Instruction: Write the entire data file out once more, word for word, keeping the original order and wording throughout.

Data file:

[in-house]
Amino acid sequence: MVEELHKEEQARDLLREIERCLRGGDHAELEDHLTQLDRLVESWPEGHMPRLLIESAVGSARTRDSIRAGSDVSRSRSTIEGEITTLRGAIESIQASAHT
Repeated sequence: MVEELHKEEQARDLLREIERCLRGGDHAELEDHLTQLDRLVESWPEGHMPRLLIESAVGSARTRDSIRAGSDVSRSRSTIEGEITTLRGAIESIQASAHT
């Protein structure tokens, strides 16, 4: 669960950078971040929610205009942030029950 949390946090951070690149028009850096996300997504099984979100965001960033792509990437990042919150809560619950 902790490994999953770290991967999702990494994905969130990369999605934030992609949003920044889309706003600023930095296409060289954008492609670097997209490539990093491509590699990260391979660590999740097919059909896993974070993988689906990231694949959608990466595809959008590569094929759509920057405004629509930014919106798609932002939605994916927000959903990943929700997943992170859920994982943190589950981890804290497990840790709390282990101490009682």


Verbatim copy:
[in-house]
Amino acid sequence: MVEELHKEEQARDLLREIERCLRGGDHAELEDHLTQLDRLVESWPEGHMPRLLIESAVGSARTRDSIRAGSDVSRSRSTIEGEITTLRGAIESIQASAHT
Repeated sequence: MVEELHKEEQARDLLREIERCLRGGDHAELEDHLTQLDRLVESWPEGHMPRLLIESAVGSARTRDSIRAGSDVSRSRSTIEGEITTLRGAIESIQASAHT
């Protein structure tokens, strides 16, 4: 669960950078971040929610205009942030029950 949390946090951070690149028009850096996300997504099984979100965001960033792509990437990042919150809560619950 902790490994999953770290991967999702990494994905969130990369999605934030992609949003920044889309706003600023930095296409060289954008492609670097997209490539990093491509590699990260391979660590999740097919059909896993974070993988689906990231694949959608990466595809959008590569094929759509920057405004629509930014919106798609932002939605994916927000959903990943929700997943992170859920994982943190589950981890804290497990840790709390282990101490009682």